Investigations confirmed severe AKI (urea 22 mmol/L and creatinine 974 µmol/L) with metabolic acidosis and anaemia (haemoglobin 9.1 g/L). Her initial serum phosphate was 1.87 mmol/L, calcium 2.23 mmol/L, albumin 30 g/L and PTH 7 ng/L. There was no leucocytosis or thrombocytopaenia. Urine microscopy revealed 57 white cells (no red cells). A midstream urine culture was negative. Spot quantitative urinary protein/creatinine ratio was 177mg/mmol and urinary ß2-microglobulin was elevated [61.3 mg/L]. Complement studies were normal. ANA, dsDNA and ANCA were negative. Renal ultrasound showed normal sized kidneys with loss of cortico-medullary differentiation.

Renal biopsy showed diffuse cortical and medullary inflammatory cell (predominantly lymphocytes) infiltration associated with interstitial oedema (Figure 1). Plasma cells and eosinophils were also present, the latter with focal prominent aggregation. This was associated with multifocal lymphocytic tubulitis and tubule destruction, typical of severe AIN. Glomeruli and blood vessels were normal.

nephrology-therapeutics-haematoxylin-eosin-stained

Figure 1: A haematoxylin and eosin stained section (x400) of the cortex which shows interstitial inflammation, lymphocytic tubulitis (thin arrow) and many eosinophils (thick arrow).

This was presumed secondary to omeprazole which was withdrawn and she was treated with intravenous methylprednisolone 600 mg/m2 for three doses followed by prednisolone for a 6 week period (Figure 2). At 3 months, her urinary protein/creatinine ratio had normalised and her creatinine was 94 µmol/L. Her anaemia resolved without specific therapy. At one year her serum creatinine is 65 µmol/L.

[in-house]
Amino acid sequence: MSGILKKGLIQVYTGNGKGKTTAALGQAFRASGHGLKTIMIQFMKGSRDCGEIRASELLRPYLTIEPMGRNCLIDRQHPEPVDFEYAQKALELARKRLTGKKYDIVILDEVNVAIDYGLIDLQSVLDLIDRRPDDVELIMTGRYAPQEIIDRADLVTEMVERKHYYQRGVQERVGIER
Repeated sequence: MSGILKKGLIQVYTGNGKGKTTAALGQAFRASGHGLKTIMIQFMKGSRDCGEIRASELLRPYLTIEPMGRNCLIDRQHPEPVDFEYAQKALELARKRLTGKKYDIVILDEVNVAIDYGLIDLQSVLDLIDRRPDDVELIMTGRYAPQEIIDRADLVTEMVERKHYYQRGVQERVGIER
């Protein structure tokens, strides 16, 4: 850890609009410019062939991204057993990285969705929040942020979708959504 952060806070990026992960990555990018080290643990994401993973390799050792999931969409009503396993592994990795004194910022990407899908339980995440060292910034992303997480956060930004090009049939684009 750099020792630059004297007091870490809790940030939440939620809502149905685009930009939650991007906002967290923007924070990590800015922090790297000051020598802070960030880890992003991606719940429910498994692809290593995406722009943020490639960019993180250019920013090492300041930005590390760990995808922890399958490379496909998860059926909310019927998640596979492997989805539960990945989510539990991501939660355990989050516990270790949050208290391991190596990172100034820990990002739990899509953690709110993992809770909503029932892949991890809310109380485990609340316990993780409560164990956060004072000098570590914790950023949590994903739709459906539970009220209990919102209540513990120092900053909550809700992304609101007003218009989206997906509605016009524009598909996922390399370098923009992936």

nephrology-therapeutics-protein-creatinine-ratio

Figure 2: Urinary protein/creatinine ratio

Discussion

Although common in the adult population, this is the first report of PPI induced AIN in the paediatric population to our knowledge. Whether it is rarer in paediatrics or under recognised is not clear.

Medications induce a cell-mediated immune response either after deposition in the interstitium or following integration with a normal component of the tubular basement membrane and behaving as a hapten. Antibody mediated immunity has no role in drug induced AIN and immunofluorescence studies of biopsies are typically negative. The initial lesion is inflammatory, consisting primarily of CD4 positive T lymphocytes. Cytokines induce expansion of the extracellular matrix with fibroblasts, inflammatory cells and eosinophils [2,6].

AIN is unrelated to the dose or duration of treatment of the medication and with regard to PPIs, all members of the class are implicated [4]. Patients with AIN typically present with nonspecific symptoms like malaise, anorexia, nausea and vomiting as well as AKI and proximal renal tubulopathy as in our patient [7].

Although she had taken hyoscine butylbromide and domperidone, these drugs are not known to cause AIN. Mefenamic acid is associated with AIN but we feel it is very unlikely to have caused such a rise in creatinine and tubulopathy in just two days. NSAID related AIN is usually a more delayed presentation and diagnosed in patients taking the drug for a mean of 6 months [2]. In all patients with drug induced AIN, the mean time from commencing the drug and renal impairment is 10 days [3]. In all patients with drug induced AIN, the mean time from commencing the drug and renal impairment is 10 days [8]. In one large series the median creatinine at presentation was 670 µmol/L, and time to biopsy three and a half weeks, reflecting the common delay in diagnosis of AIN [9].

Steroids are used to treat AIN and may shorten the duration of renal failure but may not affect long-term outcomes [3]. A case report of a patient with Pantoprazole induced AIN suggests that steroids may eradicate the inflammatory infiltrates [7]. In general, a full recovery of renal function is expected upon withdrawal of the offending drug [3,4]. It is important for paediatricians to be aware of this rare but reversible side effect of PPIs, especially as their use in children increases.